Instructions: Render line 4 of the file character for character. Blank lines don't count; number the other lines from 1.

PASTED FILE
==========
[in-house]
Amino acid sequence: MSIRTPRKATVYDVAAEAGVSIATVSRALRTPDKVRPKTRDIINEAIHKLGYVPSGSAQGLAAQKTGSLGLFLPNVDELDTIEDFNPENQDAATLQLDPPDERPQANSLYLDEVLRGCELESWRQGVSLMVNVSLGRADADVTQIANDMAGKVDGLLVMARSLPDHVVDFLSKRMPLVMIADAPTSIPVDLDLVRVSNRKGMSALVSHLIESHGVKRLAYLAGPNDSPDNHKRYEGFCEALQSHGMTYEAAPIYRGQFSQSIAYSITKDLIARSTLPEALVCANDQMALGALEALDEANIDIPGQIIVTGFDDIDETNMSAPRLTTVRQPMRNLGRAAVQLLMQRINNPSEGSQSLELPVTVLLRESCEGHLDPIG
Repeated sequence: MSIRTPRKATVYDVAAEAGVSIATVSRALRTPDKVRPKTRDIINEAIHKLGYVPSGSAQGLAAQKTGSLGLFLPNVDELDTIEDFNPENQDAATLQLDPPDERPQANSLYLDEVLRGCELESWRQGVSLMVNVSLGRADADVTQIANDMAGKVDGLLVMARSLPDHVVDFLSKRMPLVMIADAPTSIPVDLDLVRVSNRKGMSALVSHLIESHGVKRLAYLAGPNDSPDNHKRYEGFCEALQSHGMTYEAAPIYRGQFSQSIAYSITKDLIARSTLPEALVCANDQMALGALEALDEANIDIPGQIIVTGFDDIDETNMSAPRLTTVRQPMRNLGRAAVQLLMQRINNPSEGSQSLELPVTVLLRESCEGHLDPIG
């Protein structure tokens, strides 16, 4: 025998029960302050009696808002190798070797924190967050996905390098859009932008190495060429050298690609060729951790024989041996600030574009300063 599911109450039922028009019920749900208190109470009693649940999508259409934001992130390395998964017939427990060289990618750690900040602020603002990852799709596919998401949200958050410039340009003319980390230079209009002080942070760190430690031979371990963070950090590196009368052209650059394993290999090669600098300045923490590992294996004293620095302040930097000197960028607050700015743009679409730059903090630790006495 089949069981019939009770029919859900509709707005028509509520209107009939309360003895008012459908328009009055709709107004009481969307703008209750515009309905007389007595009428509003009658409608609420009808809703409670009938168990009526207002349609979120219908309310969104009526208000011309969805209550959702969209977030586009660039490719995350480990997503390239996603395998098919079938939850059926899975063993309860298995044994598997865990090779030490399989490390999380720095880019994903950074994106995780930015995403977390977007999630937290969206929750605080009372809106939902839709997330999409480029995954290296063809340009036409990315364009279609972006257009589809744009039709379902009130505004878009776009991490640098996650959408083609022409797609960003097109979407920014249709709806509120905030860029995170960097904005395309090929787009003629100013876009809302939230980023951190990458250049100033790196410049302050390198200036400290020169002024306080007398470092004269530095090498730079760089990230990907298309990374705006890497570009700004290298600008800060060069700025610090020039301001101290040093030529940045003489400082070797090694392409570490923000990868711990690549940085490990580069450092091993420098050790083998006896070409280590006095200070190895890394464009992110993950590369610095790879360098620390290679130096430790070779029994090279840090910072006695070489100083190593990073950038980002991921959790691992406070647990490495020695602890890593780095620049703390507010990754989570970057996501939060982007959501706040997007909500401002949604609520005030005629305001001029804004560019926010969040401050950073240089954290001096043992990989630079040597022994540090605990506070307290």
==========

């Protein structure tokens, strides 16, 4: 025998029960302050009696808002190798070797924190967050996905390098859009932008190495060429050298690609060729951790024989041996600030574009300063 599911109450039922028009019920749900208190109470009693649940999508259409934001992130390395998964017939427990060289990618750690900040602020603002990852799709596919998401949200958050410039340009003319980390230079209009002080942070760190430690031979371990963070950090590196009368052209650059394993290999090669600098300045923490590992294996004293620095302040930097000197960028607050700015743009679409730059903090630790006495 089949069981019939009770029919859900509709707005028509509520209107009939309360003895008012459908328009009055709709107004009481969307703008209750515009309905007389007595009428509003009658409608609420009808809703409670009938168990009526207002349609979120219908309310969104009526208000011309969805209550959702969209977030586009660039490719995350480990997503390239996603395998098919079938939850059926899975063993309860298995044994598997865990090779030490399989490390999380720095880019994903950074994106995780930015995403977390977007999630937290969206929750605080009372809106939902839709997330999409480029995954290296063809340009036409990315364009279609972006257009589809744009039709379902009130505004878009776009991490640098996650959408083609022409797609960003097109979407920014249709709806509120905030860029995170960097904005395309090929787009003629100013876009809302939230980023951190990458250049100033790196410049302050390198200036400290020169002024306080007398470092004269530095090498730079760089990230990907298309990374705006890497570009700004290298600008800060060069700025610090020039301001101290040093030529940045003489400082070797090694392409570490923000990868711990690549940085490990580069450092091993420098050790083998006896070409280590006095200070190895890394464009992110993950590369610095790879360098620390290679130096430790070779029994090279840090910072006695070489100083190593990073950038980002991921959790691992406070647990490495020695602890890593780095620049703390507010990754989570970057996501939060982007959501706040997007909500401002949604609520005030005629305001001029804004560019926010969040401050950073240089954290001096043992990989630079040597022994540090605990506070307290």